It’s very quiet here today – no piles of bodies, like in Latin America after fiesta. That’s good. I’m exploring, so I stroll out of the trolley zone, (I’m surprised alarms don’t go off), north round a small headland, to Eagle Beach. This is promoted as being Third Best Beach in the World and the Best in the Caribbean. Who on earth judges these things or votes for them? It’s a lovely stretch of powdery wide white sand and jade water, but it’s nowhere near as stunning as the gorgeous curve and clear turquoise water of Grace Bay, on Caicos, for example, to compare it with another all very American enclave. Hotels line part of it and there’s a quiet stretch in the middle, backed by some greenery, where I camp out for a while. Quiet that is, until some locals park up in the bushes and turn their sound blasters up full volume. I’m already a ghastly pink colour in the constant wind, so I retreat to the hotel for a break. I go to the Towel Hut(!) to exchange my sodden mess for a fresh one as instructed. They don’t have any.
I decide to sit by a pool for a couple of hours before calling it a day. The beach is a ten-minute walk and trying to find sunbeds that aren’t territorially marked isn’t easy. The thatched umbrellas are called palapas here and there are a series of rules nailed to each one. ‘No reserving before 8 a.m. your personal belongings may be removed if you are absent for over 2 hours…’. No wonder there aren’t any Germans around. The infinity pool sounds nice. It isn’t. Every one of its dinky little areas and swim up bars is absolutely solid with loud adults and children splashing. My idea of holiday hell.
Keep repeating to myself – ‘It was a great deal’, as I endeavour to cook chicken legs without an oven…
It’s still a holiday here. I thought I might spend my last day touring the island, but I’m not sure I’m going to see anything of interest. It’s flat and arid. The highlight of an island safari seems to be a natural bridge that collapsed two years ago (there’s a smaller version in the vicinity you can look at instead, the fliers say).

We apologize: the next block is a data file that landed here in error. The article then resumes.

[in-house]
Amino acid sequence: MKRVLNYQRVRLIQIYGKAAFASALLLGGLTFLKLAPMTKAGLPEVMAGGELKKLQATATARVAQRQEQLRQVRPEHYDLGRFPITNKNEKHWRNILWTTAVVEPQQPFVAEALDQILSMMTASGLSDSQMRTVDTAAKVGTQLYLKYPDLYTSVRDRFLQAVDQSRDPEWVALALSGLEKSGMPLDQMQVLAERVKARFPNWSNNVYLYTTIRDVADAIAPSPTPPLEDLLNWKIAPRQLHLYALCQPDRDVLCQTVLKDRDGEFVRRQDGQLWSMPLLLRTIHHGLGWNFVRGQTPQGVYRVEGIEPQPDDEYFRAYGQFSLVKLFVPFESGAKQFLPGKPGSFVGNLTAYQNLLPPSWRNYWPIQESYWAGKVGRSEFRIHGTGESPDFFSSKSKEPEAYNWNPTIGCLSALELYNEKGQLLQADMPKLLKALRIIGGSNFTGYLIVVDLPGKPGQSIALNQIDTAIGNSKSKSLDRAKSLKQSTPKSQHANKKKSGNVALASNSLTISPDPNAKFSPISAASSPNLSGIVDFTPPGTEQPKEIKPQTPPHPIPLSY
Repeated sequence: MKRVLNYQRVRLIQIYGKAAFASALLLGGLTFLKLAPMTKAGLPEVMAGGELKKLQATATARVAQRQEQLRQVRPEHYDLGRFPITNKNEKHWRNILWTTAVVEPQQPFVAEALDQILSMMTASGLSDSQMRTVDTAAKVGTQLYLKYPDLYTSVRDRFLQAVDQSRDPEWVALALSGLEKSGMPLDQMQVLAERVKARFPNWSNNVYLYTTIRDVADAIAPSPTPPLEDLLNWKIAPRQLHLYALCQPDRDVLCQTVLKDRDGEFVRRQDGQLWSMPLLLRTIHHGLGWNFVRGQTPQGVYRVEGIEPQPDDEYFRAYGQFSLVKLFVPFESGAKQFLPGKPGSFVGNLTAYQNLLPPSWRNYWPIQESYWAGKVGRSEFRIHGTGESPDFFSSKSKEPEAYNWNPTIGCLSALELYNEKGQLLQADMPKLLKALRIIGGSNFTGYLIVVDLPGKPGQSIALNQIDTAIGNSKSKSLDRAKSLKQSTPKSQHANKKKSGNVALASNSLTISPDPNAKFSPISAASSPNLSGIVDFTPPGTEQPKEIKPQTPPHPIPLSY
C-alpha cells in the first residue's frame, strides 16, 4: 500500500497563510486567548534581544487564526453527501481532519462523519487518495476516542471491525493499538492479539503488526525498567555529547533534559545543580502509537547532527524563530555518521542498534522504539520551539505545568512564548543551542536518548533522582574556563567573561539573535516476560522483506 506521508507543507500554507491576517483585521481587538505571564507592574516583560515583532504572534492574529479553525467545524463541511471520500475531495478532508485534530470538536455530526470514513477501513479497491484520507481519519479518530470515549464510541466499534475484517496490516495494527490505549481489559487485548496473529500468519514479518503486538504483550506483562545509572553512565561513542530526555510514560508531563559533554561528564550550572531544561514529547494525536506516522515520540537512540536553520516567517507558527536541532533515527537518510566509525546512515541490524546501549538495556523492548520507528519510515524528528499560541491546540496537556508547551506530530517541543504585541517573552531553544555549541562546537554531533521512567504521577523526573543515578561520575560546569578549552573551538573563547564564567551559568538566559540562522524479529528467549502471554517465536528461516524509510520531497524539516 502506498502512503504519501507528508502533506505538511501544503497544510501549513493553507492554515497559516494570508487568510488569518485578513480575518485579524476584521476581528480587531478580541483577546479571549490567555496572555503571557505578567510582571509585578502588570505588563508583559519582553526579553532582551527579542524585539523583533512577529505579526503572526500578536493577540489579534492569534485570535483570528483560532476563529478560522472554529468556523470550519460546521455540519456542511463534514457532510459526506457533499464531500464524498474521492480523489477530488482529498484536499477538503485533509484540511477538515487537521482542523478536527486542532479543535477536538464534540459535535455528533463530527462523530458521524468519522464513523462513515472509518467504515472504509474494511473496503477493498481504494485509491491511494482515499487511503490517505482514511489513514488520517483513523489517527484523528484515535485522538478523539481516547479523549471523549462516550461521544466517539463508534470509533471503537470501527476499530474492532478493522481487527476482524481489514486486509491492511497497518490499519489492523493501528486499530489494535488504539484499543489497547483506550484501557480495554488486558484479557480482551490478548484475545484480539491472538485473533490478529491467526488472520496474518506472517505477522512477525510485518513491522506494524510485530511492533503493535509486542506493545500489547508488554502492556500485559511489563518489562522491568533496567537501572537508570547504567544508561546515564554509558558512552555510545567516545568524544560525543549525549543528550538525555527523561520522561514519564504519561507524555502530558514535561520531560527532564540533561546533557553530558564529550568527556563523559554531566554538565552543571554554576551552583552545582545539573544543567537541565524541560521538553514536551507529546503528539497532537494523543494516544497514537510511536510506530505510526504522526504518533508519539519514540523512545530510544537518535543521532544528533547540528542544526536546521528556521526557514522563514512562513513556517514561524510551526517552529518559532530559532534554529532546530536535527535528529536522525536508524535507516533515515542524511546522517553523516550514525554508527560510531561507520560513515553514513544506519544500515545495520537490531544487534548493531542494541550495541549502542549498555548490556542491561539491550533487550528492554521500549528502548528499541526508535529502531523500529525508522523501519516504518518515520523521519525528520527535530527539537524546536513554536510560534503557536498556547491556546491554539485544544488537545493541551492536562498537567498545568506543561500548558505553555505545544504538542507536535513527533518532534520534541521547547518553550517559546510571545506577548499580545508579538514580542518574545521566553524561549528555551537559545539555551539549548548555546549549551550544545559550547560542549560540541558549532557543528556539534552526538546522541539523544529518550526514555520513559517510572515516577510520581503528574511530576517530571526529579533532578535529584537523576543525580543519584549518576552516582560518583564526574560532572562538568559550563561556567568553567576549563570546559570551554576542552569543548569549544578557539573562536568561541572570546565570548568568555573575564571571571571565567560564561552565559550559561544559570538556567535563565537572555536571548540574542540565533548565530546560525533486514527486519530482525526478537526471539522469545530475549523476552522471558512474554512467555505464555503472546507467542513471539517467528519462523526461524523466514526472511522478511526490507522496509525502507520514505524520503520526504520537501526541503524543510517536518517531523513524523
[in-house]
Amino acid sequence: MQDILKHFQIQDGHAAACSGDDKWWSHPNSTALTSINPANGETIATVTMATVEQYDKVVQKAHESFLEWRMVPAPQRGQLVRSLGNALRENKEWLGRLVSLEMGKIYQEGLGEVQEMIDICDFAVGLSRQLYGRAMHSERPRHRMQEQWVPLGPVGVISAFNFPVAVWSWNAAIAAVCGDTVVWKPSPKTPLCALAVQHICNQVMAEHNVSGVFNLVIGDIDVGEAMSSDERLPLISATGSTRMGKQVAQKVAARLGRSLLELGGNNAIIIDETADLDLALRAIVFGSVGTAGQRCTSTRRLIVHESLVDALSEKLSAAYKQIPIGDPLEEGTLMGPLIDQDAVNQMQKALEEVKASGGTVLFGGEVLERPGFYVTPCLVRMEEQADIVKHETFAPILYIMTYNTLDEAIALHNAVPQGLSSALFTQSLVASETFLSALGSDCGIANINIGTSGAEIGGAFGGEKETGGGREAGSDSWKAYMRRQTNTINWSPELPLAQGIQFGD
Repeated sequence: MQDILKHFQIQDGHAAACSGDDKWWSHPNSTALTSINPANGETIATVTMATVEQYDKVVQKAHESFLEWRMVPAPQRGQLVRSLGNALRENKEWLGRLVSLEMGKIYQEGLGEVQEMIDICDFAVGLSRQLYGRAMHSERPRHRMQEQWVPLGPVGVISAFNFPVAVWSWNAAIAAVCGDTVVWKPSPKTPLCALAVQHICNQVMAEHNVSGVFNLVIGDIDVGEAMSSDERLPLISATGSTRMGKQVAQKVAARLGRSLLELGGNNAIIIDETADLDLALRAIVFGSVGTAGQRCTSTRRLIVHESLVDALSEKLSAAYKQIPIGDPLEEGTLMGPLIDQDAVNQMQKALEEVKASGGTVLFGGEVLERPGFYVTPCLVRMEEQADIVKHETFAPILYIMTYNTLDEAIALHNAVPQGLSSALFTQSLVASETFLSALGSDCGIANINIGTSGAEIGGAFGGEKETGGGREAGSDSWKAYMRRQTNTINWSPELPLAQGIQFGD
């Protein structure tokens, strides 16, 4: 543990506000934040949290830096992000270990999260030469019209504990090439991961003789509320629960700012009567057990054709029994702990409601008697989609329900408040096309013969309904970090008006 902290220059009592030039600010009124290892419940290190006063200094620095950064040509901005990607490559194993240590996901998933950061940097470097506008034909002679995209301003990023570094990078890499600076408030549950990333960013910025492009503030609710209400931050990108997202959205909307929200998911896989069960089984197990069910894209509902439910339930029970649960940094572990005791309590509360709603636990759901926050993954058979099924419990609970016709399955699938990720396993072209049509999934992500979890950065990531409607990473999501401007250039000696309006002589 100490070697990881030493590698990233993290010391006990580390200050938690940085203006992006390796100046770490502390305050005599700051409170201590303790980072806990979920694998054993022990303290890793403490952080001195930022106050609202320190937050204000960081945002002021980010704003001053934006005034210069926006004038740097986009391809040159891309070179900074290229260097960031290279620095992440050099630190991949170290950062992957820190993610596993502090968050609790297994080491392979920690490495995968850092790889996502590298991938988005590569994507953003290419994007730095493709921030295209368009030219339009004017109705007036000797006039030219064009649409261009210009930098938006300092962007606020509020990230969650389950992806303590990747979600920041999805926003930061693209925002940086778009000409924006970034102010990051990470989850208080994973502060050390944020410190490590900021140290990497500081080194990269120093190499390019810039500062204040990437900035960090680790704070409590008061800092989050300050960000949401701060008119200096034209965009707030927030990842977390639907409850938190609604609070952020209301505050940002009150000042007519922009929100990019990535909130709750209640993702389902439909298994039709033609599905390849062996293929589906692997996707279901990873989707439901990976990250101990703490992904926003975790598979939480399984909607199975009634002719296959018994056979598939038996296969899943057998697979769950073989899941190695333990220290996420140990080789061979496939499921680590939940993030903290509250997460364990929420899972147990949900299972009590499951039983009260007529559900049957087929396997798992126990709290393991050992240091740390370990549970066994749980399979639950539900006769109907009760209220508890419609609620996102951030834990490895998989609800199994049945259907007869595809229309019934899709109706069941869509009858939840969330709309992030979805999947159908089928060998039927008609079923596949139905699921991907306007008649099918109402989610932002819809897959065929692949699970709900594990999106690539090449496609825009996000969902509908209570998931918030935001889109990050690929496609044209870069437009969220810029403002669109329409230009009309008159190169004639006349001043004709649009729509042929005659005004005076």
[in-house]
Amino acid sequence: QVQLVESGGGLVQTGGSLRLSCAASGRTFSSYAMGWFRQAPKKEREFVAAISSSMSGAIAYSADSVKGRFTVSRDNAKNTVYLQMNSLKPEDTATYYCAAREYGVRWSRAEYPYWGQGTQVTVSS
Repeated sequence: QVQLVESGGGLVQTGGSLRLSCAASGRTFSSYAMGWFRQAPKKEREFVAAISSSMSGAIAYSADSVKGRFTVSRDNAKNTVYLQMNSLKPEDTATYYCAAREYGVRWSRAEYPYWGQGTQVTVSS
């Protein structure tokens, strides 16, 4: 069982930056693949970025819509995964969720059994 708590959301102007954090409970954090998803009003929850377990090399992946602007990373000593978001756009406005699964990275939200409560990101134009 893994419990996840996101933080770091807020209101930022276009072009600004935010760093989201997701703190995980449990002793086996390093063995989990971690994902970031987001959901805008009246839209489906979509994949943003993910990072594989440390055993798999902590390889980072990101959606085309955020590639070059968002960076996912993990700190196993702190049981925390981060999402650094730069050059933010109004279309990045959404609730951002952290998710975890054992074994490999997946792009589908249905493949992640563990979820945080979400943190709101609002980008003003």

So, I opt for a whole day on the beach, relaxing and internet bingeing under a palapa. It’s so windy that the back of my sunbed flies forward and whacks me on the nose as I’m trying to retrieve my towel, which has collapsed over my face before threatening to fly away. It’s not a good look.
You will have gathered that I’m not much more enthusiastic about Aruba than the Spanish conquistadores who deemed it ‘useless’. I’m happy to fly on to Bonaire later this evening. I’m doing the ABCs in the correct alphabetical order, of course. I decide to indulge in Happy Hour in the hotel bar before I leave. Two margaritas help to take the edge off the rudeness at the airport. ‘Shoes off!’. I doubt I’ll be back. Though, despite warnings from locals about Insel Air, the south Caribbean equivalent of LIAT (Leaves Island Any Time), the plane is actually early.
Aruba, Bonaire and Curaçao form the ABC islands located less than one hundred miles northwest of Venezuela.
Aruba is part of the Kingdom of the Netherlands. The other three countries in the kingdom are: Netherlands, Curaçao and Saint Maarten. So, the nationality of the citizens of Aruba is Dutch, but Aruba is not a part of the European Union.
Aruba’s earliest known inhabitants were the Caquetio, a branch of the Arawak who came by canoe from Venezuela in about 1000 AD. In 1499, Alonso de Ojeda arrived in Aruba, but the Spanish conquerors decided that the three ABC Islands were of little use, having no apparent mineral wealth. Nevertheless, the Spanish remained until they conceded Aruba to the Dutch in the Thirty Years War. During the Napoleonic Wars, the Netherlands lost control of Aruba, Bonaire and Curacao to the British twice during the early 1800s. The ABC islands were returned to the Netherlands under the Anglo-Dutch Treaty of 1814.
English, Dutch and Spanish are spoken alongside the local tongue, Papiamento
After a concerted government effort from 1984 onwards, tourism became the backbone of the Aruban economy and the GDP of the country more than doubled between 1987 and 1992
To see more of my photos of Aruba visit this page.